The walkability of many cities in the “developed” world has long been underwhelming, but that’s changing rapidly now. Thanks to a resurgence in the popularity of urban living, changing demographics, and scorecards such as Walk Score, walkability is now a must-have attribute.
That’s not enough, however, says architect and writer Steve Mouzon, who says “walkable” is hardly some great goal to which people should aspire. If anything, he says, walkability represents a minimum standard.
“Do you want food that is merely edible?” he asks. “Will you pay for a book that is only readable? How about a cup of coffee that is just drinkable?”
What our places need is “walk appeal,” which Mouzon defines as having a higher standard than merely “walkable.” He has identified a few metrics to gauge the “walk appeal” of a place:
This idea represents a more dynamic quality of the neighbourhood or landscape that people look at, and emphasizes that variety is better.
“The more frequently you change someone’s view as they walk, the better you entertain them,” Mouzon says.
Window of view
Along streetscapes, building frontages use glass in varied ways, and there is an optimal proportion of glass.
“There are two prime measurements of Window of View as well: horizontally along the sidewalk, and height. The ideal percentage of glass at eye level along the sidewalk is around 70 per cent,” Mouzon said.
More than 70 per cent glass, Mouzon feels, becomes less interesting, as “there are few things more boring if you’re walking than passing along a blank building wall.”
Pedestrians need shelter from rain, sun, and snow.
“The best building fronts shelter people who are walking from the elements, at least at the front door,” according to Mouzon. Awnings, umbrellas, arcades, and the like also give walkers the feeling of safety and enclosure.
People on the street
As highly social beasts, humans have a natural attraction to other humans.
“Few things make a walk more interesting than seeing lots of other people along the way,” Mouzon noted, “while a walk down deserted streets might even be spooky.”
Loveable things along the way
A favorite building, rose bush, front door, or friendly dog along a walking route can make or break the feeling for a pedestrian.
“Buildings and site elements along the way that are lovable clearly enhance Walk Appeal,” Mouzon noted.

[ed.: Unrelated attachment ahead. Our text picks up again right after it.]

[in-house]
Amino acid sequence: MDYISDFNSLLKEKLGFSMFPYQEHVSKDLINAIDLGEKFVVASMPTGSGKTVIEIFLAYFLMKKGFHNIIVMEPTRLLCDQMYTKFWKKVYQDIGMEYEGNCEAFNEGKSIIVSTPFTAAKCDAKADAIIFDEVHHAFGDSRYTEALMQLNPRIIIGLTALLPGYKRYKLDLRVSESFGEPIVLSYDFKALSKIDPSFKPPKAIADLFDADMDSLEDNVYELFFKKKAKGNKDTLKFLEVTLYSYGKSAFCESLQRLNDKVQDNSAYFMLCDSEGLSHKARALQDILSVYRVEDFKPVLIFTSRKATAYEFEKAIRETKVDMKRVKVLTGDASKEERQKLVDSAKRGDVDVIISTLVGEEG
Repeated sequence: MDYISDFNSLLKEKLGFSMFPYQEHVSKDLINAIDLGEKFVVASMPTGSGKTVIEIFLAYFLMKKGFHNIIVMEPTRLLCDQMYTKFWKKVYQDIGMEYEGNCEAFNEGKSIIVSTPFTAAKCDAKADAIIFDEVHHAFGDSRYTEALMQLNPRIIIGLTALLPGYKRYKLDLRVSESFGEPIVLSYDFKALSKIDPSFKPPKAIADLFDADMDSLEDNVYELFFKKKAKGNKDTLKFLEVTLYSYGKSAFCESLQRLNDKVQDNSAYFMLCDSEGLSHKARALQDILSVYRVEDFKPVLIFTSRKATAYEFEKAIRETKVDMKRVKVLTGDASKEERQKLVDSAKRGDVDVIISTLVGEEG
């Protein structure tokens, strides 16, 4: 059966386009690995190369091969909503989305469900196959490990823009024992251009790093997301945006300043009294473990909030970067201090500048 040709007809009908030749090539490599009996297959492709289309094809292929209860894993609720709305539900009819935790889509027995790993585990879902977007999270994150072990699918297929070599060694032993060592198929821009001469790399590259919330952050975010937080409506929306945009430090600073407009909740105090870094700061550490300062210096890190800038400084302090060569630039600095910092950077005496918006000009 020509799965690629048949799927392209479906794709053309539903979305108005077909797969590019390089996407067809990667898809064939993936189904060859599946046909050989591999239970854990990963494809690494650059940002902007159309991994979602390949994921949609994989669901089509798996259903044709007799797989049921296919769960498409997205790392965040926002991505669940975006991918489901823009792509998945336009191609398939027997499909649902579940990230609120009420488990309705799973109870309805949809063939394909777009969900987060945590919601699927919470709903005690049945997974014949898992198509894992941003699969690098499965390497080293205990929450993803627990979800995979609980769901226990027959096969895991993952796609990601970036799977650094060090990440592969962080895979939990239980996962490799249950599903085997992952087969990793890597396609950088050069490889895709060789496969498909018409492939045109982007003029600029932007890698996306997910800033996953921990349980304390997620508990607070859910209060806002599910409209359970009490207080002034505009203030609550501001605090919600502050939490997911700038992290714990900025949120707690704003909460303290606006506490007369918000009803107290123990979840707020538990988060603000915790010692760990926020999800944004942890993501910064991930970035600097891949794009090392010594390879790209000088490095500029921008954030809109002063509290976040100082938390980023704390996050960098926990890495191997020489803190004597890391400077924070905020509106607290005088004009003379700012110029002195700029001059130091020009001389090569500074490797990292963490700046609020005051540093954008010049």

Magic of the city
Sterile, predictable suburbs hold no mysteries to be discovered, but cities with “magic” may tempt the walker with discovery. Mouzon asserts that “Great cities hold promises of secret delights waiting to be discovered just around the next corner.”
Another group that advocates for walkable cities, the Better Block Project, also has guidelines for walkable neighbourhood design. The group follows author David Sucher’s ideas:
Build to the sidewalk (i.e., property line), which has the effect of bringing the building out to the people and drawing them in.
Make the building front “permeable” (i.e., no blank walls). As Mouzon noted, windows provide an attracting view into the building, so walkers can see the people and activities within.
Prohibit parking lots in front of the building. Cars have their place, and it’s not at the front of the building, which must be focused on reaching out to pedestrians.
Susan Henderson, in an article in Better Cities and Towns, argued that walkability is “about the experience.” Henderson, director of design at Placemakers, a planning, coding, marketing, and implementation firm, noted three qualities of walkable neighbourhoods.
First, a walkable neighbourhood is entertaining. Entertaining neighbourhoods provide varied attractions, but one of the strongest attractors is other people.
“We can admire beautiful streetscapes or stunning buildings,” Henderson noted, “but there’s nothing that keeps us moving down the street more effectively than sidewalk cafes, pubs, and shoppers.”
A walkable neighborhood also provides meaningful destinations. This idea is multifaceted, but highlights the many tasks that people can accomplish on foot. Eating, drinking, window shopping, and lounging in the park come to mind, of course, but yoga studios, music studios, and movie theatres might also be perfect neighbourhood businesses.
Finally, a walkable neighborhood feels safe. A safe neighbourhood is self-reinforcing, with more people attracting people. Infrastructure such as street lights is obvious, but designing streets and intersections to protect pedestrians and bicyclists is crucial, as well. As Henderson wrote, “It’s about designing an environment that slows down cars instead of policing drivers.”